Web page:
Foxtails! Watch Out! They can KILL!

Today we will be talking about Foxtails, and how dangerous they are to your dogs! Don’t let them get you down, just be sure to take the proper steps to avoid them!


Me being down about foxtails

So what exactly is a foxtail? A foxtail is a type of grass like weed that can either be called “foxtail” or “spear grass”, that disperses its seeds as a unit. Foxtail seeds are barbed, razor-sharp needles, designed to burrow into the ground with the seed.



Foxtails can work their way into any part of your dog (or cat), including the most popular areas, between the toes, inside the ears, eyes, and mouth. They can even dig themselves directly into the skin. Because the seeds don’t break down in the body, and only move forward because of the shape of the seed, they can cause horrible damage. If your pet is showing any of these symptoms call your vet TODAY! Symptoms may include discharge, abscesses, swelling, pain, and death.


Foxtail head

If your dog is showing any of these symptoms, check them!!

  • Paws. Foxtails most commonly are in the feet and can easily become lodged between toes. Check for foxtails if you notice swelling or limping or if your dog is constantly licking the area.
  • Ears. If your pup is shaking his head, tilting it to the side, or scratching incessantly at an ear, this could be the sign of a foxtail — one that may be so deep inside the ear canal you can’t see it. Your veterinarian needs to take a look using a special scope.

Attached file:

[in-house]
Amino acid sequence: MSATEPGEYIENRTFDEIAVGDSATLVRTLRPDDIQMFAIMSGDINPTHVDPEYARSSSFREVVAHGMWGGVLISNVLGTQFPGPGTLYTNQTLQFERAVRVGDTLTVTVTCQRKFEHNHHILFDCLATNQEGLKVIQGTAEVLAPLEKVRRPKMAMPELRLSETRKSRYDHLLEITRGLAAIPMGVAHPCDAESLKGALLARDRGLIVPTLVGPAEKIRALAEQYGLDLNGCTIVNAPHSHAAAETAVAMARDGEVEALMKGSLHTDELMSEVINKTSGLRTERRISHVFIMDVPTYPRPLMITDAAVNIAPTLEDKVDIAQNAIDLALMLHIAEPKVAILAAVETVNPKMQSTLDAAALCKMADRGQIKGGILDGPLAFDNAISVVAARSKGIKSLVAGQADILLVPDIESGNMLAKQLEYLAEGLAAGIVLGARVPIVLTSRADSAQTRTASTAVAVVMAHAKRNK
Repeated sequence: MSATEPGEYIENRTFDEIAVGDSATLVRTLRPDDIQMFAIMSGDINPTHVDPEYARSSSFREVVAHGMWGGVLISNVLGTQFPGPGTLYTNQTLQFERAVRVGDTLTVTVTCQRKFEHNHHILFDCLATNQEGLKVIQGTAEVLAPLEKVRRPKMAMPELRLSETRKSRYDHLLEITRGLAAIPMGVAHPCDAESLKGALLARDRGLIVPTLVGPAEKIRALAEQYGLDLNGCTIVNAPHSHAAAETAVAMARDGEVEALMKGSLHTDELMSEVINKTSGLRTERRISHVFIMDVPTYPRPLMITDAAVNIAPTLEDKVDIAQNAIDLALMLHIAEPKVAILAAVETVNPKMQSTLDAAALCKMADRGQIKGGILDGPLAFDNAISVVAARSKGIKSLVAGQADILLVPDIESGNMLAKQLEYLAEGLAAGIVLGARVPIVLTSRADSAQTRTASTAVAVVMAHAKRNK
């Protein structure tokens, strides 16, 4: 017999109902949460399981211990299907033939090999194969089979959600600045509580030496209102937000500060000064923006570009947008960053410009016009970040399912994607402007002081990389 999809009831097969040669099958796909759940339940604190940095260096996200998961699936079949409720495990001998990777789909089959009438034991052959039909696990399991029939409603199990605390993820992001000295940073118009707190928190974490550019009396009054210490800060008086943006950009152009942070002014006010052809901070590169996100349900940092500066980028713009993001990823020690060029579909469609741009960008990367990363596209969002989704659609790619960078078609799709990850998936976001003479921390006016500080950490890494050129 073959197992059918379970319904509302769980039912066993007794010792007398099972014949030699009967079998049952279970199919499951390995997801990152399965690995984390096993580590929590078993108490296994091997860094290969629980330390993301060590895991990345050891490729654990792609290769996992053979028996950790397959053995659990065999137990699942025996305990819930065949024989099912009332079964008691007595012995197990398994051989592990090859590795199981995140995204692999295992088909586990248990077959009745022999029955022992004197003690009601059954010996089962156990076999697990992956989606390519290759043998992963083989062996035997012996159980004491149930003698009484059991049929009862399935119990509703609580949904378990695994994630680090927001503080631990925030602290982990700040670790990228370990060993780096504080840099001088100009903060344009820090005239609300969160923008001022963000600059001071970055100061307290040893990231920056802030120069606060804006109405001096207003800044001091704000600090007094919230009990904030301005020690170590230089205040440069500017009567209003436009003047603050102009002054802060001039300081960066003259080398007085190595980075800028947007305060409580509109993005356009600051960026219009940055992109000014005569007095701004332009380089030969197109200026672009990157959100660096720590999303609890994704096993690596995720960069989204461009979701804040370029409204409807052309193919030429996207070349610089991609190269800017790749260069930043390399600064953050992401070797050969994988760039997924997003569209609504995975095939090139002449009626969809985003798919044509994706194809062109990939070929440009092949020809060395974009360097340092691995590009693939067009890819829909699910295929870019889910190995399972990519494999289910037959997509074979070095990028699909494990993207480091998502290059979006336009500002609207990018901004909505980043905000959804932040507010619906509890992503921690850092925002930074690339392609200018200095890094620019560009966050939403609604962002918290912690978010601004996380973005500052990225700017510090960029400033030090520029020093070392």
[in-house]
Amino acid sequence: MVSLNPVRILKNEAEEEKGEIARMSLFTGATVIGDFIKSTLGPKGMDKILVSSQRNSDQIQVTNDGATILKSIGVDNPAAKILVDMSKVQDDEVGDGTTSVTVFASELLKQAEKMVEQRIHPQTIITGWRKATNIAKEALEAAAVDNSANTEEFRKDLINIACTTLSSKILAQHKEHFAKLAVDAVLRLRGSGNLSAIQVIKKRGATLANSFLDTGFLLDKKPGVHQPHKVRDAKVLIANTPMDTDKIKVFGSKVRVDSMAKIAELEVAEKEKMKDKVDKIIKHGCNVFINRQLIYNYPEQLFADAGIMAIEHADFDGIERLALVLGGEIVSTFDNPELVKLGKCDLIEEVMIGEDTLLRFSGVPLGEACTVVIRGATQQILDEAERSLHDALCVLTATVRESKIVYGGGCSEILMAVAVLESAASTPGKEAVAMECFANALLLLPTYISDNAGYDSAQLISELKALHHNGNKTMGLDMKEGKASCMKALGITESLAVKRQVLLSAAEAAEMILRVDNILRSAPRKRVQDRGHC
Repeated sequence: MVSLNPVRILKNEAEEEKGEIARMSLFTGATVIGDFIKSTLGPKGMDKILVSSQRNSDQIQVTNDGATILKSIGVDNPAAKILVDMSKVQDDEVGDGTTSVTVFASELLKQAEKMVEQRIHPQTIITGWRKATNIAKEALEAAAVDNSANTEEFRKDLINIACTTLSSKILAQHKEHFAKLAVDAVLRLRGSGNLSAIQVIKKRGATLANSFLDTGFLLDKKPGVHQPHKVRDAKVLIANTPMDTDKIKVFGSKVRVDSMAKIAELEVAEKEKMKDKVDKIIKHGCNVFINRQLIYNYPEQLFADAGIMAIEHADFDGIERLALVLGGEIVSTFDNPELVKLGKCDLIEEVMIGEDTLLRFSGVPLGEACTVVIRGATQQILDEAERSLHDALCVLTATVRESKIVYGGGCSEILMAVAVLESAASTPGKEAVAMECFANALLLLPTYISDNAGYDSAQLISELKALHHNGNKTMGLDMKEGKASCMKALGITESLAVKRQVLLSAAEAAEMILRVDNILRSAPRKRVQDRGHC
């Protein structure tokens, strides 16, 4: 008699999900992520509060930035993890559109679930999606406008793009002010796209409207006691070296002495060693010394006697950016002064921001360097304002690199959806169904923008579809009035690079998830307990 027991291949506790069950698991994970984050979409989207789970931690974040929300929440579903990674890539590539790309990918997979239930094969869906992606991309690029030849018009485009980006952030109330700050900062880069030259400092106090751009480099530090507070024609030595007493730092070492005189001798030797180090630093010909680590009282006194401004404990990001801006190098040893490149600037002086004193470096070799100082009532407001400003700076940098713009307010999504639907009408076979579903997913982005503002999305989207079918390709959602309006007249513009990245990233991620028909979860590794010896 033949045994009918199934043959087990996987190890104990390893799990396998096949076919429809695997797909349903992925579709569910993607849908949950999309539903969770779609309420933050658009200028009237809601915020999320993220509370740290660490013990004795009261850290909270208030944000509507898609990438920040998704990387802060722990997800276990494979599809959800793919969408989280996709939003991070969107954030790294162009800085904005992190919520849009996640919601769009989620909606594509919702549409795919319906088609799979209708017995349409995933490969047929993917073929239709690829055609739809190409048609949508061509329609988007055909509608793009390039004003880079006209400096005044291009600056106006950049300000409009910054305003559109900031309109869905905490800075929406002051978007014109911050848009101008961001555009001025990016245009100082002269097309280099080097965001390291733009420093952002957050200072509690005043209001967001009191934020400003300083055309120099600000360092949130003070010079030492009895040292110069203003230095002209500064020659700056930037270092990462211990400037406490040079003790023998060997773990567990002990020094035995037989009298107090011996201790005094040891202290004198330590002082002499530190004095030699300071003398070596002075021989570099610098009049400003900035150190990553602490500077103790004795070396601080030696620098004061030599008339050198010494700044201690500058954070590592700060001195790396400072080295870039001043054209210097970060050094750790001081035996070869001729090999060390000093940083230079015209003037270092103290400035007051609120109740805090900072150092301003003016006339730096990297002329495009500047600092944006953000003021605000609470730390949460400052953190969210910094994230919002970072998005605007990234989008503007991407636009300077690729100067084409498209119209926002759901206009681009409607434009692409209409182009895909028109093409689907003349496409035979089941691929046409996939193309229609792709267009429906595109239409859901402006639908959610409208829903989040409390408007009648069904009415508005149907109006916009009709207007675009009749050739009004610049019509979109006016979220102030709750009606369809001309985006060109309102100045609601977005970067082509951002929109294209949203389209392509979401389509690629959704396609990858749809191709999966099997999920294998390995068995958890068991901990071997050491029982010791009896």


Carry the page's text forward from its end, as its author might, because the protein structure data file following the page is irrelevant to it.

• Eyes. Redness, discharge, swelling, squinting, and pawing all may be signs your dog has a foxtail lodged in its eye. If you think this may be the case, seek veterinary care immediately!!
  • Nose. If you see discharge from the nose, or if your dog is sneezing frequently and intensely, there may be a foxtail lodged in a nasal passage.
  • Genitals. Foxtails can find their way into these areas, too. So if you notice your dog persistently licking at its genitals, foxtails could be the cause.


Dogs with long hair or curly hair typically are more at risk for Foxtails. Below are some tips to help prevent Foxtails from becoming a problem for your dog!

  • During Foxtail season (May through December) make sure you examine your pet’s coat after being outside, going on walks, and especially after wondering through open fields. Proper grooming like brushing your dog daily is a good way to search for the foxtails, look for the pointy end of it sticking out in the fur.
  • Examine your dog’s ears, paw pads (especially between the toes!) and mouth as well, as these are sites we overlook.
  • If you find a foxtail in your dogs fur you can easily get to, use tweezers to remove them. If the foxtail is buried deep in the skin, or if the area around the foxtail is red or swollen, call you vet right away!!
  • If you have foxtails in your yard, pull the weed out from the root. If your on walks and run into some, don’t let your dog walk in them!


Remember foxtails WILL NOT come out on their own, and will just continue to burrow into the skin!! The best way to keep your pet Foxtail free is to keep them out of the foxtail brush and to pull any that grows in your yard, and if you do find one embedded in your furry friend, call your vet immediately!!


So there you have it! Foxtail info to help prevent your pup from getting them!

Straight from The Dog’s Mouth,

Love, Sequoia

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